There’s something about the Chicago Bulls that makes it uncomfortably easy to bash them. It pains me as a fan to do it.
Perhaps bash is a harsh word. Hypercritical may be more suitable, seeing as I constantly expect more out of them. Chicago’s storied NBA franchise hasn’t won an NBA title, let alone an Eastern Conference title, in the past 17 years. Consistently, the more-than-talented team stalls, and the sense of restlessness only grows with every passing year.
In the past seven years (otherwise known as the Derrick Rose era), it’s become fashionable to blame whichever scapegoat the media decides to focus their bullshit-laced agenda on.
Those names have included Tyson Chandler, Derrick Rose, Carlos Boozer, Vinny del Negro, and most recently, Tom Thibodeau.
Forget Jay Cutler. Whoever is supposedly the problem with the Bulls take turns as goat No. 1 across the Chicago sporting lexicon.
Whether you’re OK with how the Chicago Bulls have operated the past 17 years or absolutely sick to your stomach over it, there’s really only been one constant.
The front office.
Gar Forman and John Paxson, the men in charge of it all, have pulled so many strings over the years that it’s been woefully difficult to keep up.
The picture painted for the 2015 offseason should show the Chicago Bulls front office with their backs squarely against a wall. Like any proud franchise, though, you would think the next scene portrays them coming out swinging, trying to get over the proverbial hump.
We’ve seen this around the NBA a lot in recent years.
The Los Angeles Clippers completely retooled and went from bottom-feeder to an annual contender after drafting Blake Griffin and trading for Chris Paul (with an assist from David Stern). The Miami Heat packaged two in-house assets—Dwyane Wade and Pat Riley—with free agents LeBron James and Chris Bosh and won two championships.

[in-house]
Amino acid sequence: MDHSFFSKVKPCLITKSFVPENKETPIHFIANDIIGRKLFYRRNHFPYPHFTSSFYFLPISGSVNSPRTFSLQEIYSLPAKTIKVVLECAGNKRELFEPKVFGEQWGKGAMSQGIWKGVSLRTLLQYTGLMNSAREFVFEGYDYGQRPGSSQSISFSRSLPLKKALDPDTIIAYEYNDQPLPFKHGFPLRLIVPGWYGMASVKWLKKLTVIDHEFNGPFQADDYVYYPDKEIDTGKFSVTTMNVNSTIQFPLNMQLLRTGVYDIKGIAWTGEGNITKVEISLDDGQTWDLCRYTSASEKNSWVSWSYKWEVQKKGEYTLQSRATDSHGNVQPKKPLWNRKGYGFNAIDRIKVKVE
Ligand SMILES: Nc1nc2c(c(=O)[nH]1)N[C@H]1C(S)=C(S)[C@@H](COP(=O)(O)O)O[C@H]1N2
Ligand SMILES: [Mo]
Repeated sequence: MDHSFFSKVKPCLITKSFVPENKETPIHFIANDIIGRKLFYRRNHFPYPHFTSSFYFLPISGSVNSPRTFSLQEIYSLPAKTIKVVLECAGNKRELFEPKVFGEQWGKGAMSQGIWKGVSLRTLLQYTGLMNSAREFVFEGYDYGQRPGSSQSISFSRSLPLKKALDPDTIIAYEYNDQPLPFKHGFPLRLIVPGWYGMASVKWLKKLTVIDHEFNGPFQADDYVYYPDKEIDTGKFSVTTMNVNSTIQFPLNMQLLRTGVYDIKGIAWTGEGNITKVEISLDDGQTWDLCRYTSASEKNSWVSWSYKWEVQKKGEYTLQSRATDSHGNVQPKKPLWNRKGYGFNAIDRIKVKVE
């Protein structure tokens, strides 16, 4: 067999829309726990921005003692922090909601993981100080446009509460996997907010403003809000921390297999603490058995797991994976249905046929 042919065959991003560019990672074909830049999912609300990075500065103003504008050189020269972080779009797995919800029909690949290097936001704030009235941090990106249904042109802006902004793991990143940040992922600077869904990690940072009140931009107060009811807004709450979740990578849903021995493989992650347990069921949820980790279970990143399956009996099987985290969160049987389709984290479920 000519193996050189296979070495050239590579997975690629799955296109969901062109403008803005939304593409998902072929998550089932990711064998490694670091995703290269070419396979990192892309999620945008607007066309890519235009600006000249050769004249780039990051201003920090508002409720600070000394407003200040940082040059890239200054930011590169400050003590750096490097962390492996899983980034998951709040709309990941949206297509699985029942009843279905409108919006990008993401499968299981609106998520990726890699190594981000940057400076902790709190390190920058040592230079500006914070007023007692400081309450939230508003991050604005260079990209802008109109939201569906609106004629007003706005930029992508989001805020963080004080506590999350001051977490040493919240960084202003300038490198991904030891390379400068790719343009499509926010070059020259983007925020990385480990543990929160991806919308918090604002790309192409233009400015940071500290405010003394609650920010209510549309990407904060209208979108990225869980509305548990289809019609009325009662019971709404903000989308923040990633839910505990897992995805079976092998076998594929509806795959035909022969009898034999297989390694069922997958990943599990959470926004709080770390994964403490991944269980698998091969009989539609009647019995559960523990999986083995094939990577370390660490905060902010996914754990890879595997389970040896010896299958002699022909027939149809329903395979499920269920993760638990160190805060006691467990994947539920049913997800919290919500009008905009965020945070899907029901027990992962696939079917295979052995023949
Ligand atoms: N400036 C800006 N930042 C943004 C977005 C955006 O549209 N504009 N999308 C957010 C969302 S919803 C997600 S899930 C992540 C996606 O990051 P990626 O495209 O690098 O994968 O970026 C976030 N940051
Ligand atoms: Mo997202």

But not the Bulls. Carlos Boozer was “the big free agent” the first time around, while Pau Gasol was the “big free agent” this past year. The latter was a home run compared to the former, but he was still a consolation prize.
Everything Gar Forman and John Paxson seem to do is reactive, rather than proactive. There’s never a sense of urgency.
It hasn’t even been a month since the NBA Finals and we’ve already seen two prime examples.
First, there’s the Fred Hoiberg hire. I’ll be transparent – I couldn’t be more pissed about that situation.
But don’t mistake my displeasure as an indictment on Fred Hoiberg. After all, he’s not the reason for the Bulls’ long list of problems.
We can’t just sit idly by and act as if Gar Forman didn’t know exactly what he was getting—his prototypical “Yes” man.
Tom Thibodeau is the exact opposite of Fred Hoiberg. If the new Chicago Bulls head coach was going to be anything, he was going to be someone the front office could control. Not surprising, but probably not the best way to win an NBA title.
And then there was last Thursday’s NBA Draft, when the Chicago Bulls front office went with talented Arkansas forward, Bobby Portis.
Portis, a 6′ 11″ player with skill on both sides of the ball and a high motor, (think the inverse of Joakim Noah) translates well to the NBA level.
But the Chicago Bulls already have a strong stable of forwards. In fact, maybe even too many. Any fan with a brain could see that power forward was not one of the team’s major needs.
The Bulls still lack consistent outside scoring, their backup point guard situation still includes the corpse of Kirk Hinrich, and there’s uncertainty surrounding both Jimmy Butler and Mike Dunleavy.
Bobby Portis is a good basketball player, but he isn’t what the Bulls’ actively needed.
I want Bobby Portis to succeed. I want Fred Hoiberg to succeed.
But I won’t hide behind the fact that Hoiberg’s success gives Gar Forman and John Paxson a positive addition to their resumes. And herein lies the true problem.
What the Chicago Bulls organization needed most wasn’t the witch-hunt that resulted in the termination of Tom Thibodeau. It needed a transparent expose of the two men pulling all of the strings.
Fred Hoiberg and Bobby Portis were safe moves for a franchise that’s reached a plateau by making safe moves. So what’s the correct course of action? The Chicago Bulls front office will tell you it’s to keep digging deeper down the rabbit hole.
Yes, Derrick Rose has been injured. Yes, Tom Thibodeau’s offense stalled during key moments in multiple playoff series. But the Chicago Bulls aren’t the underachieving franchise they are right now because of those reasons.
It’s because the two men making the big basketball decisions are too timid to make a splash in a birdbath.
And until they do, the Chicago Bulls aren’t going anywhere they haven’t been in the last 17 years.